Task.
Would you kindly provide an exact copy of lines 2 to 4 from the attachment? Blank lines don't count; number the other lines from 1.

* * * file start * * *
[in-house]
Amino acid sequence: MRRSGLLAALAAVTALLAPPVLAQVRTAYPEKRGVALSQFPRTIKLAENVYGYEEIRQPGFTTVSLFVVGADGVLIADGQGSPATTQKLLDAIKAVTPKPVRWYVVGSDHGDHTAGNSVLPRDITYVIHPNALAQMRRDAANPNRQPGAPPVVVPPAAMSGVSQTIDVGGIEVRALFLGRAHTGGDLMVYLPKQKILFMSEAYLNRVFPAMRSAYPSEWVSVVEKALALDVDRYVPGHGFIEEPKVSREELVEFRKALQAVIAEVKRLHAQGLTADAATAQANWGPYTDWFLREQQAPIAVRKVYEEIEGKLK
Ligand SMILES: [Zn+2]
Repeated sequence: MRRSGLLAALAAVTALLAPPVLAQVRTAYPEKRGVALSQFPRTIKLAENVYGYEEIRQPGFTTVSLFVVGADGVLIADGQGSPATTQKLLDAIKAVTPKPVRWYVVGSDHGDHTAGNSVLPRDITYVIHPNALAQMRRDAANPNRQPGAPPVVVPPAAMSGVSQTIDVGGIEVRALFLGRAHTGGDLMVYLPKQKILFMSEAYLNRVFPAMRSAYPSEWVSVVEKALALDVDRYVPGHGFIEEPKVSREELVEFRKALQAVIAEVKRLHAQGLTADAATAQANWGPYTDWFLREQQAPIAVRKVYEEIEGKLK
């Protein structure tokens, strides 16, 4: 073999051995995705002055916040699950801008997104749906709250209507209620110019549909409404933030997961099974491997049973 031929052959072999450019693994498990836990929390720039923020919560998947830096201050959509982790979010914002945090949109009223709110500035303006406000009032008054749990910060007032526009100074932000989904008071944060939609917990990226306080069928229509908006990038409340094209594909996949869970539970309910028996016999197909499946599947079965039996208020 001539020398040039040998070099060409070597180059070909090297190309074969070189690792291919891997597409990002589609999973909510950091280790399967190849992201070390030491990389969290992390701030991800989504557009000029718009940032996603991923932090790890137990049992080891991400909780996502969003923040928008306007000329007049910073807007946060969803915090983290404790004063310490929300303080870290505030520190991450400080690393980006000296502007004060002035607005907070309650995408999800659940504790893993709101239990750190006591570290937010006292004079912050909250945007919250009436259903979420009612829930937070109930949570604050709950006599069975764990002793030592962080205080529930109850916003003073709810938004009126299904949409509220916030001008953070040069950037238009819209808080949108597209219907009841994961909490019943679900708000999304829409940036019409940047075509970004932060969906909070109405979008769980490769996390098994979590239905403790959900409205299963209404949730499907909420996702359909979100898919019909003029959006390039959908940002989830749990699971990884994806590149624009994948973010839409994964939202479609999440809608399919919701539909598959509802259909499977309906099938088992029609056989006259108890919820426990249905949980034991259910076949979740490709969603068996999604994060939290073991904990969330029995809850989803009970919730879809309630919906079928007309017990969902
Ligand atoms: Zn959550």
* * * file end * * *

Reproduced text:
Amino acid sequence: MRRSGLLAALAAVTALLAPPVLAQVRTAYPEKRGVALSQFPRTIKLAENVYGYEEIRQPGFTTVSLFVVGADGVLIADGQGSPATTQKLLDAIKAVTPKPVRWYVVGSDHGDHTAGNSVLPRDITYVIHPNALAQMRRDAANPNRQPGAPPVVVPPAAMSGVSQTIDVGGIEVRALFLGRAHTGGDLMVYLPKQKILFMSEAYLNRVFPAMRSAYPSEWVSVVEKALALDVDRYVPGHGFIEEPKVSREELVEFRKALQAVIAEVKRLHAQGLTADAATAQANWGPYTDWFLREQQAPIAVRKVYEEIEGKLK
Ligand SMILES: [Zn+2]
Repeated sequence: MRRSGLLAALAAVTALLAPPVLAQVRTAYPEKRGVALSQFPRTIKLAENVYGYEEIRQPGFTTVSLFVVGADGVLIADGQGSPATTQKLLDAIKAVTPKPVRWYVVGSDHGDHTAGNSVLPRDITYVIHPNALAQMRRDAANPNRQPGAPPVVVPPAAMSGVSQTIDVGGIEVRALFLGRAHTGGDLMVYLPKQKILFMSEAYLNRVFPAMRSAYPSEWVSVVEKALALDVDRYVPGHGFIEEPKVSREELVEFRKALQAVIAEVKRLHAQGLTADAATAQANWGPYTDWFLREQQAPIAVRKVYEEIEGKLK